GPSS discusses transition away from Blackboard, MU renovation

The Graduate and Professional Student Senate met Monday night and discussed what will happen when the university’s license on Blackboard expires next Fall.

Brandon Ghazali

The Graduate and Professional Student Senate met Monday to discuss a potential transition away from Blackboard and a possible $65 million renovation plan for the Memorial Union.

Ann Marie VanDerZanden, director of Center for Excellence in Learning and Teaching (CELT), spoke during the open forum about her department’s updates on Iowa State University’s plans to either renew Blackboard or to opt to replace it with another learning management system (LMS).

The university’s license on Blackboard will expire in December 2017. If Iowa State decides to keep using Blackboard, it will become a cloud-based version called Blackboard Ultra, which VanDerZanden said “looks different and has a very different interface.”

“It may be called Blackboard, but it’s not going to be the same as Blackboard,” VanDerZanden said.

The other option would be to go with a different LMS. VanDerZanden said potential vendors will be on campus in late March to allow students and faculty to try out different programs.

Some LMS names brought up during her presentation included Desire to Learn and Canvas, the latter of which the University of Iowa will migrate to this summer. The University of Northern Iowa’s Blackboard will expire in September 2019. It is also currently reviewing its LMS options, according to the CELT website.

VanDerZanden said mobile accessibility, for both faculty and students, will be an important factor in choosing a new LMS. The Blackboard mobile app currently offers limited access to student users.

In regard to a question about costs to students, Mike Lohrbach, director of IT Services Systems and Operations Information Technology, said that their intent going forward is that costs “don’t necessarily increase but rather shift.”

“It’s not necessarily more expensive; it’s different expenses that we’re spending those funds on,” Lohrbach said. “So at this point, it’s our intention to not have to make any changes to how student fees are being used.”

VanDerZanden said that all classes starting in the spring 2018 semester will be taught with the new LMS.

Candidates for Student Government president and vice president also spoke during the open forum. Conner Tillo spoke on behalf of his and Rachael Barnes’ campaign for president and vice president, respectively.

Tillo, a political science major and Air Force ROTC cadet, said he and Barnes hope to make Student Government more transparent and accountable than it currently is.

“[Barnes] and I really want a system where we, as student leaders, are more accountable for our actions,” Tillo said.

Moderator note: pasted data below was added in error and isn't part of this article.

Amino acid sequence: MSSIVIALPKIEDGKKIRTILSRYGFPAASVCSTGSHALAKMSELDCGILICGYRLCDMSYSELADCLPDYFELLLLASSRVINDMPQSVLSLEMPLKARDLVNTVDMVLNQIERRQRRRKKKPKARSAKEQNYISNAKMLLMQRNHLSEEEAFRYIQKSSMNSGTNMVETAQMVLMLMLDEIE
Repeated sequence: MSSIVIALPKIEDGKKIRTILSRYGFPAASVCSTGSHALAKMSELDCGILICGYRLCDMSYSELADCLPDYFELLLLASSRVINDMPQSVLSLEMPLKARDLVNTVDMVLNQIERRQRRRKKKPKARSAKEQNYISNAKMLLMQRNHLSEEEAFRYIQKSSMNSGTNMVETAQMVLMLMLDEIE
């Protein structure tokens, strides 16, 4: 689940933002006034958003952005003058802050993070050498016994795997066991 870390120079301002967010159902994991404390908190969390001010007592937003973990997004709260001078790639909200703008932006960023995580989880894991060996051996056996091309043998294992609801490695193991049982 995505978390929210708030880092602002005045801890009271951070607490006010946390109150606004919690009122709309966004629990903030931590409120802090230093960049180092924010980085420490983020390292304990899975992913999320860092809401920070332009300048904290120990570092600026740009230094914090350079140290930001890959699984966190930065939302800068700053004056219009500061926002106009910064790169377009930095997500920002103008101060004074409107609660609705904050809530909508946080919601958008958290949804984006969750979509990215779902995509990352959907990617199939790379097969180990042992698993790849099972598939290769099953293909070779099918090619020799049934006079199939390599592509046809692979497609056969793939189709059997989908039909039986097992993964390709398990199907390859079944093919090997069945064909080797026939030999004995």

Write-in candidates Anthony Chavez and Emeline Hanscel said they hope to better engage with Iowa State’s international student population and try to lower tuition.

After being met with skepticism from some senators, Chavez said he would attempt to lower tuition by better facilitating with state legislators.

“We’re trying to rebuild those relationships with the student body and the actual legislators that represent us as citizens of Iowa, and we think that we’ll be able to build a platform and build legislation that is going to help us decrease tuition, or at least stop it from rising,” Chavez said.

During his report as GPSS president, Vivek Lawana, who also serves as vice president of the Memorial Union Board, talked about a possible $65 million renovation plan for the Memorial Union.

Student fees would be raised to help cover the costs of renovating and adding to the Memorial Union, which first opened its doors 89 years ago.

Two phases of student-fee increases — $30 in fall 2018 and $42 in fall 2019 for a total of $72 — means Iowa State students would pay at least $99.50 in student fees until 2039.

Some senators wondered why some students should have to pay for renovations that they would never get to enjoy, but Lawana countered that the Memorial Union was first built with student contributions.

“Most of us will not be able to see the renovated MU as a student,” Lawana said, “but it’s going to be our legacy that we’ll see when we come back in seven years and we’ll say, ‘Yes, we voted for this.’”

After the reports of the Senate, GPSS senators passed a bill that increased professional advancement grants (PAGs) from $180 to $200, which will be facilitated by a $15,000 provision from the graduate college.

A bill was also passed confirming the GPSS budget for the 2018 fiscal year.

Meeting minutes and other information from the GPSS can be found on its website.

The next GPSS meeting will be on March 27.